For years, car companies have been using celebrity endorsements to sell their products, but Tesla’s marketing tactic to get the word out about their electric cars was ingenious.
They invited members of the press, who were eager, for a test drive and wrote an article with input from Tesla employees after experiencing what they claimed in-depth knowledge on how this innovative vehicle operates. Test-driving an electric car from your sale center is expensive at $5k, but this tactic sure worked well in attracting attention with all those media outlets who came by just because Tesla had given them something nice.
Using this same tactic with its Model 3 launch was a genius marketing move that came at very low cost - all they had to do was provide vehicles or even allow owners who were happy enough in theirs to lend out their own vehicle without any strings attached (as happened with Fox News). Customers are always glad when someone else takes care of promoting what you're selling because there's nothing worse than being asked "So how does ___ work?" on both sides where nobody wants us talking about ourselves nonstop 24/7 long after purchase.
Some of these reviews were positive, such as one from The Oatmeal, which has a unique audience because it's not a traditional press junket but rather an online comic strip with an engaged young following that likes electric cars like those manufactured by Tesla Motors (TM). On the other hand there’s this review in the New York Times, where they showcase some drawbacks to marketing strategy negative news can spread just as much or even more than good ones do! For example right at the top of the webpage you will find a photo showing a stalled vehicle on a flatbed truck having problems loading onto a cargo trailer; this happens because the owner forgot a charger plug inside the car while driving.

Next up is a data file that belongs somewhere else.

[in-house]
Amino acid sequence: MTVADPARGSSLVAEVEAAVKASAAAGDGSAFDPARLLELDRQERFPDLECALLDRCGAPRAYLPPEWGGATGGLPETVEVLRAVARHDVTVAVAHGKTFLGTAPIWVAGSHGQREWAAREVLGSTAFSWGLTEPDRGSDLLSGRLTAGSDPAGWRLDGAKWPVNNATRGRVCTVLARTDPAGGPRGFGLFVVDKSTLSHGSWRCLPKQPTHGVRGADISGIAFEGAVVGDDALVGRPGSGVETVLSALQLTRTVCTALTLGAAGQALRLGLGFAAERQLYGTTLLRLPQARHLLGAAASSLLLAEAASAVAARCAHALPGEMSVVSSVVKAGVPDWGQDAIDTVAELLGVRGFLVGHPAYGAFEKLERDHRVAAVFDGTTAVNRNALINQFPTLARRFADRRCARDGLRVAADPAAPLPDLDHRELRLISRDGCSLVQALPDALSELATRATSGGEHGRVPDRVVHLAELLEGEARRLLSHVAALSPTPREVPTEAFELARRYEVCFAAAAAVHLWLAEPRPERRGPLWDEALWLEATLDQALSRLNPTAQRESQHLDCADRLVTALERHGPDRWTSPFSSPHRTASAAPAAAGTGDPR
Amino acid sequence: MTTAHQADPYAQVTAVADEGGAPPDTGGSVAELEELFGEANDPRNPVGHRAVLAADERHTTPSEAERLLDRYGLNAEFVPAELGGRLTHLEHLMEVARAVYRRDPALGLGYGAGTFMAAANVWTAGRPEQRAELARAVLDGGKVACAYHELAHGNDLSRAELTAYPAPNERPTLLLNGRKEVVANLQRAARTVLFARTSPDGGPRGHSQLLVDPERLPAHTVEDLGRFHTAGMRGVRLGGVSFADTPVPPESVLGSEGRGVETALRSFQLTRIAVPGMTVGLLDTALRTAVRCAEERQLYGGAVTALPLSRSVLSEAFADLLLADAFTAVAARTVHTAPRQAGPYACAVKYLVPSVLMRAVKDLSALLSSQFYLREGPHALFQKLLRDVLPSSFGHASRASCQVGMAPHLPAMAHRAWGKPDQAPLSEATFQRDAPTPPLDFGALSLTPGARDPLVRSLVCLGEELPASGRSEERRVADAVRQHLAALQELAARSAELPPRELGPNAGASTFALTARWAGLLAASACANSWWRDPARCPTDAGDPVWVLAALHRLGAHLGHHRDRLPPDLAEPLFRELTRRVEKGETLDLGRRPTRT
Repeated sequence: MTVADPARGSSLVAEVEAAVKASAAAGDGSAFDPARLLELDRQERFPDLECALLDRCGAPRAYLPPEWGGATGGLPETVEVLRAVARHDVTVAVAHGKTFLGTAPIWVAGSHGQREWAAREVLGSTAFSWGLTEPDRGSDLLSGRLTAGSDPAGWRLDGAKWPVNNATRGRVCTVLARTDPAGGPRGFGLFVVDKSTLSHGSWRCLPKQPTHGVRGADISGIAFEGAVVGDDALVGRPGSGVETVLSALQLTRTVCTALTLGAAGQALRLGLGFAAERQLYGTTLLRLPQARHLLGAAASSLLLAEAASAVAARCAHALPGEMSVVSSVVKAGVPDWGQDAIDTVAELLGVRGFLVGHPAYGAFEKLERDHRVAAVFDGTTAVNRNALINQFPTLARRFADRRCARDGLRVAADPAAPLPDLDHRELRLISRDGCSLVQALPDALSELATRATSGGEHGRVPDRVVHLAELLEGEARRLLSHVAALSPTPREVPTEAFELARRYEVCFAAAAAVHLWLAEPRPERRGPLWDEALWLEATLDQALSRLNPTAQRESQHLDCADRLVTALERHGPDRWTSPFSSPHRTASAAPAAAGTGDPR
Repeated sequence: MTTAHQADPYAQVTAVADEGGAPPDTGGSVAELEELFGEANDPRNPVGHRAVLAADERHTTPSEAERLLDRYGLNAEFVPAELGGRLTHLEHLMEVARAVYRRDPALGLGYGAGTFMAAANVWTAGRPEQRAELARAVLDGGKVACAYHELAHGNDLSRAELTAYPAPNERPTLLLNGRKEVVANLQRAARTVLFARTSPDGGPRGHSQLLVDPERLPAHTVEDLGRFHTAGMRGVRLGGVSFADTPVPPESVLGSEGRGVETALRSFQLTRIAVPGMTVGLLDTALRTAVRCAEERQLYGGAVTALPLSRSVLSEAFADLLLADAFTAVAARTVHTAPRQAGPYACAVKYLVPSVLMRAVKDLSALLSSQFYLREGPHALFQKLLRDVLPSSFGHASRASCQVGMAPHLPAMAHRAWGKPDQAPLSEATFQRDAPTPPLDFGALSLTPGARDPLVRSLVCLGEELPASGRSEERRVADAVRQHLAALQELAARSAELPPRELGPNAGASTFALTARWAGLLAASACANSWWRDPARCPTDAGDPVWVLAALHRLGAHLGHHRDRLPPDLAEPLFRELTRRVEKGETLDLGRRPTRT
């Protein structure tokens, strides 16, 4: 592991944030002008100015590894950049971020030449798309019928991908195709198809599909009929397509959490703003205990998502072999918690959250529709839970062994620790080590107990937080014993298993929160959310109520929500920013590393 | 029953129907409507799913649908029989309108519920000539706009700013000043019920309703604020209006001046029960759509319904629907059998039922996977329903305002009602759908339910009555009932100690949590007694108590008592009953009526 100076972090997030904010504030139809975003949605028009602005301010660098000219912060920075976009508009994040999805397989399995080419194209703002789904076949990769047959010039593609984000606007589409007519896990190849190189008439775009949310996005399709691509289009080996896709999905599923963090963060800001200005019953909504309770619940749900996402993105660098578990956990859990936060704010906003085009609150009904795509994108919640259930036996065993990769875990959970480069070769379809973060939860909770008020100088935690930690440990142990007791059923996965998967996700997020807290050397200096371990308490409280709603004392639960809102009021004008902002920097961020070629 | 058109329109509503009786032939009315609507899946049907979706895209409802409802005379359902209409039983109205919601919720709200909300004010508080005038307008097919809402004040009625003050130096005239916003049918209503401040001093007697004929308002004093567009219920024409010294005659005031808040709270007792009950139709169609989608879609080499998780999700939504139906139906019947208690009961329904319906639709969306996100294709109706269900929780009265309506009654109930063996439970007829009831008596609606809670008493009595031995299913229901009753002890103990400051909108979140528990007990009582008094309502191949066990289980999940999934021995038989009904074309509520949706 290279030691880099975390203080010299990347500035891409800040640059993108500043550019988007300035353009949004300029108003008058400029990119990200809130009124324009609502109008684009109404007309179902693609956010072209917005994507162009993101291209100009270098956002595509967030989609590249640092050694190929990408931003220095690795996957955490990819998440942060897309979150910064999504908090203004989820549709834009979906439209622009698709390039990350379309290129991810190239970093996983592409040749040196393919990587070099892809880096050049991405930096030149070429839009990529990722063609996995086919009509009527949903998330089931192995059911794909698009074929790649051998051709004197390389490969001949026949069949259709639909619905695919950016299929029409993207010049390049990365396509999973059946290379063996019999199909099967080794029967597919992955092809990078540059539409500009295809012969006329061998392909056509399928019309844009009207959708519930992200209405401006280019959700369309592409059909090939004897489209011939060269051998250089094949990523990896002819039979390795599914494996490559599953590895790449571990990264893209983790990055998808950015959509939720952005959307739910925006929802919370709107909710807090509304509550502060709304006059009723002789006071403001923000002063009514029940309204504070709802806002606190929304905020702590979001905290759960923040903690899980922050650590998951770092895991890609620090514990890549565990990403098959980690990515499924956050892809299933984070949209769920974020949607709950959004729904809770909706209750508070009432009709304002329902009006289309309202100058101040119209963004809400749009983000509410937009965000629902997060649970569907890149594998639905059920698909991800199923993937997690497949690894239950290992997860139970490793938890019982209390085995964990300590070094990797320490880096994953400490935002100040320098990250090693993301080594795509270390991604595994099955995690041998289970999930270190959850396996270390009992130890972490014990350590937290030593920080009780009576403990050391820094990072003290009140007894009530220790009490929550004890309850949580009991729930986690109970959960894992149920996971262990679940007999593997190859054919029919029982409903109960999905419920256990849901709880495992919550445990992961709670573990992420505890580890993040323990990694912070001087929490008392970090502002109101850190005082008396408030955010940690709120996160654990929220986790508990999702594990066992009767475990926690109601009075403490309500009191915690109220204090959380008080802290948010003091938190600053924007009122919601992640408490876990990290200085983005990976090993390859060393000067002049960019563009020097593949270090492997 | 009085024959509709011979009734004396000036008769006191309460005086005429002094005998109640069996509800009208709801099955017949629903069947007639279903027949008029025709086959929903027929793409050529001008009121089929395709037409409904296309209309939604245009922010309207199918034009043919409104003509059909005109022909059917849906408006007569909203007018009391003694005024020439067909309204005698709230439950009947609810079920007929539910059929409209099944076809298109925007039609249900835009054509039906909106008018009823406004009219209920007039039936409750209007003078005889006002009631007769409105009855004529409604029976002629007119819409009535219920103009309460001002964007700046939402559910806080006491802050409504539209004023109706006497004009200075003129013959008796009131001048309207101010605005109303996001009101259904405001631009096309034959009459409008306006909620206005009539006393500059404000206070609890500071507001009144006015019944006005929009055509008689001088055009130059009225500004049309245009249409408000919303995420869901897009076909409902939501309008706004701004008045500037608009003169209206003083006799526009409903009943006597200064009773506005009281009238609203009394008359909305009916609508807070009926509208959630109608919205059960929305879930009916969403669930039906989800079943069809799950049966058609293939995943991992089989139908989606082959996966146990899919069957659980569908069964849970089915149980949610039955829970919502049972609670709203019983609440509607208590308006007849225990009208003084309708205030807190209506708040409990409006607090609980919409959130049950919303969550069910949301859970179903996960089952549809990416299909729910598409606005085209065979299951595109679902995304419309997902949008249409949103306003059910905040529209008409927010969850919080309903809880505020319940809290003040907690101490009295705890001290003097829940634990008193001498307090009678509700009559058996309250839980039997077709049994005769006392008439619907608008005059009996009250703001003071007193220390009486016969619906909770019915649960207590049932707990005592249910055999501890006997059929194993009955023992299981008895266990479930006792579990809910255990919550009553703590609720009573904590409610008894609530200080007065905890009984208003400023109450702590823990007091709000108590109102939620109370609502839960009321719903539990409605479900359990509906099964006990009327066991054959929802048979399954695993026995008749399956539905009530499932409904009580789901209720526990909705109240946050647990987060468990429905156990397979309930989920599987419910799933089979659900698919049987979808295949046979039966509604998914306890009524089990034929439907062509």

Elon Musk, Tesla’s CEO, stepped right in to challenge the New York Times review of his Model S. He cited data obtained from test drive the vehicle as evidence against its reported shortcomings while also claiming that this particular reviewer was an anti-electric vehicle zealot at heart who wanted nothing more than bad press for Elon's company (and we all know how much those kids love their electric cars). The result? A flurry media attention on both sides!
You know what they say, "all press is good press." The Tesla Model S cars continue to sell at a high price point and no matter how much controversy arises from time-to-time with their electric vehicles. In fact the company can boast about its performance because of this in light that when criticized or attacked by others who don't believe or understand why someone would buy such an expensive car for themselves - it just goes on proving them wrong!
If you want to test it by yourself, here you can find how to implement this tactic step by step. 👇
Tesla tactic - testing with the media